Voyager spacecraft

Voyager spacecraft

This article is about the unmanned space probes launched in 1977. For other uses, see Voyager.

The Voyager program is an American scientific program that launched two unmanned space missions, the probes Voyager 1 and Voyager 2. These were launched in 1977 to take advantage of a favorable alignment of the planets during the late 1970s. Although they were designated officially to study just the planetary systems of Jupiter and Saturn, the space probes were able to continue their mission.

On August 25, 2012 "Voyager 1" became the first human-made object to enter the previously unexplored region of space known as interstellar space, traveling "farther than anyone, or anything, in history".[1][2][3][4][5][6][7] Voyager 2 is expected to enter interstellar space within a few years of 2016, and its plasma spectrometer should provide the first direct measurements of the density and temperature of the interstellar plasma.[8]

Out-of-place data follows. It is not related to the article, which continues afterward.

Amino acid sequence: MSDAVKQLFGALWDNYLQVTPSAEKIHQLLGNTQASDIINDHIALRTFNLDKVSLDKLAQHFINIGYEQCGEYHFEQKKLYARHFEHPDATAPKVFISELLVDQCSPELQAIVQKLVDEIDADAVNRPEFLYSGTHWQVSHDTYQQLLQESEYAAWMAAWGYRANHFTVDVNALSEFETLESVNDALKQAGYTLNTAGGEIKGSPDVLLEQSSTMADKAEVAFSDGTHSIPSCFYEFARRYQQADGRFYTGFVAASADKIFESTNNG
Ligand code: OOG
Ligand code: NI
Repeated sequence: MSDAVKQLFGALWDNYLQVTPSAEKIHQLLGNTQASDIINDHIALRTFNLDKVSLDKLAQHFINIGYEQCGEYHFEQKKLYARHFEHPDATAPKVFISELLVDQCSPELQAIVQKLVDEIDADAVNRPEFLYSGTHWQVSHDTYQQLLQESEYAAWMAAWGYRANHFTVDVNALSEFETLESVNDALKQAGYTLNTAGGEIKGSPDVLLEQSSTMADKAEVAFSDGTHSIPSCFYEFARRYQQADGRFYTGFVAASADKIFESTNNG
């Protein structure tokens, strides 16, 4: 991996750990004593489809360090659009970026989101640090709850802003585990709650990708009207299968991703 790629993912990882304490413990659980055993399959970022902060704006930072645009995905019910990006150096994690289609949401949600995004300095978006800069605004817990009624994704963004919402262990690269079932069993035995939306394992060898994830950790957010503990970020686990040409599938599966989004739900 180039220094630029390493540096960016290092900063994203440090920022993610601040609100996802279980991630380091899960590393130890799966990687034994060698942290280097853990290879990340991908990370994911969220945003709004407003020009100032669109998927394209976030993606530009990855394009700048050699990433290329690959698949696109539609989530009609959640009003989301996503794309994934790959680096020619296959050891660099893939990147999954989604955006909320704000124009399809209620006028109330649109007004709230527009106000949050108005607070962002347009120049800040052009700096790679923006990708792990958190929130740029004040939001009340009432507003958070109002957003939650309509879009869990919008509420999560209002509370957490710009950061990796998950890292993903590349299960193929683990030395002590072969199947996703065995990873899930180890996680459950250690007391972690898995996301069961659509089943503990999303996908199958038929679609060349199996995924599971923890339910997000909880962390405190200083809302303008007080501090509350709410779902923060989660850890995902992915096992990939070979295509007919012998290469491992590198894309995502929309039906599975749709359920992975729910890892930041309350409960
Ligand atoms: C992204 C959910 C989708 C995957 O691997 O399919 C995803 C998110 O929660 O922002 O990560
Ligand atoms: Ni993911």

As of 2013, the probe was moving with a relative velocity to the Sun of 17 kilometres per second (11 mi/s).[9] The amount of power available to the probe has decreased over time, and will be no longer able to power any single instrument by 2025.

Both of the Voyager missions into outer space have gathered large amounts of data about the gas giants of the solar system, and their orbiting satellites, about which little had been previously known. In addition, the trajectories of the two spacecraft have been used to place limits on the existence of any hypothetical trans-Neptunian planets.